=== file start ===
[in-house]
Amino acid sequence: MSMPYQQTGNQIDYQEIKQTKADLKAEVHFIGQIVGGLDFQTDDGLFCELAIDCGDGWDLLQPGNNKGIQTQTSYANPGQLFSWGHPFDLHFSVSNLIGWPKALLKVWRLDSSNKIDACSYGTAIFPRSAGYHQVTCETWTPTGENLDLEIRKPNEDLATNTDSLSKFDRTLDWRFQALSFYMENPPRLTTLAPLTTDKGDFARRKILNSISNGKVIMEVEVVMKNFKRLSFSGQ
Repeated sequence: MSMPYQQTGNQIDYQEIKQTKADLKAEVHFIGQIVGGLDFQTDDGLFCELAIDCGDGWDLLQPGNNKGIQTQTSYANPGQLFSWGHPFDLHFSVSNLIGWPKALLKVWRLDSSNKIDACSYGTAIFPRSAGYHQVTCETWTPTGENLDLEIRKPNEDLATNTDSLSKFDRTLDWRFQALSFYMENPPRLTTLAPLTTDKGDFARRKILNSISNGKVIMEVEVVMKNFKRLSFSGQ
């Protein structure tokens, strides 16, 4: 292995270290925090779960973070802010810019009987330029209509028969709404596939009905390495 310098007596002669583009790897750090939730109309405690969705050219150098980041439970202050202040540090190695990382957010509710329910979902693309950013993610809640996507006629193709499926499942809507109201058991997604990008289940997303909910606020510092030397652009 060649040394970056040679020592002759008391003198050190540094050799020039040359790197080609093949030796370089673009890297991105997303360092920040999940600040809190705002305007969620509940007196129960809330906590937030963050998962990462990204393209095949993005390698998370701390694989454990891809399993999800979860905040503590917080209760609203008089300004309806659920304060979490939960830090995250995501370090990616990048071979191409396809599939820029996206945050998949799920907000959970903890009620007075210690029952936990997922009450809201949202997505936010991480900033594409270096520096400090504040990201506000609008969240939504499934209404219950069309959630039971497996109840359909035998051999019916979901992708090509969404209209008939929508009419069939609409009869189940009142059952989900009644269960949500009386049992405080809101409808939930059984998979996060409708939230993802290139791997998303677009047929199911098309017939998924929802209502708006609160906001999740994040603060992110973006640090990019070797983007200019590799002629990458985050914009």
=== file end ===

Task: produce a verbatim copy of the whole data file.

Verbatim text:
[in-house]
Amino acid sequence: MSMPYQQTGNQIDYQEIKQTKADLKAEVHFIGQIVGGLDFQTDDGLFCELAIDCGDGWDLLQPGNNKGIQTQTSYANPGQLFSWGHPFDLHFSVSNLIGWPKALLKVWRLDSSNKIDACSYGTAIFPRSAGYHQVTCETWTPTGENLDLEIRKPNEDLATNTDSLSKFDRTLDWRFQALSFYMENPPRLTTLAPLTTDKGDFARRKILNSISNGKVIMEVEVVMKNFKRLSFSGQ
Repeated sequence: MSMPYQQTGNQIDYQEIKQTKADLKAEVHFIGQIVGGLDFQTDDGLFCELAIDCGDGWDLLQPGNNKGIQTQTSYANPGQLFSWGHPFDLHFSVSNLIGWPKALLKVWRLDSSNKIDACSYGTAIFPRSAGYHQVTCETWTPTGENLDLEIRKPNEDLATNTDSLSKFDRTLDWRFQALSFYMENPPRLTTLAPLTTDKGDFARRKILNSISNGKVIMEVEVVMKNFKRLSFSGQ
């Protein structure tokens, strides 16, 4: 292995270290925090779960973070802010810019009987330029209509028969709404596939009905390495 310098007596002669583009790897750090939730109309405690969705050219150098980041439970202050202040540090190695990382957010509710329910979902693309950013993610809640996507006629193709499926499942809507109201058991997604990008289940997303909910606020510092030397652009 060649040394970056040679020592002759008391003198050190540094050799020039040359790197080609093949030796370089673009890297991105997303360092920040999940600040809190705002305007969620509940007196129960809330906590937030963050998962990462990204393209095949993005390698998370701390694989454990891809399993999800979860905040503590917080209760609203008089300004309806659920304060979490939960830090995250995501370090990616990048071979191409396809599939820029996206945050998949799920907000959970903890009620007075210690029952936990997922009450809201949202997505936010991480900033594409270096520096400090504040990201506000609008969240939504499934209404219950069309959630039971497996109840359909035998051999019916979901992708090509969404209209008939929508009419069939609409009869189940009142059952989900009644269960949500009386049992405080809101409808939930059984998979996060409708939230993802290139791997998303677009047929199911098309017939998924929802209502708006609160906001999740994040603060992110973006640090990019070797983007200019590799002629990458985050914009």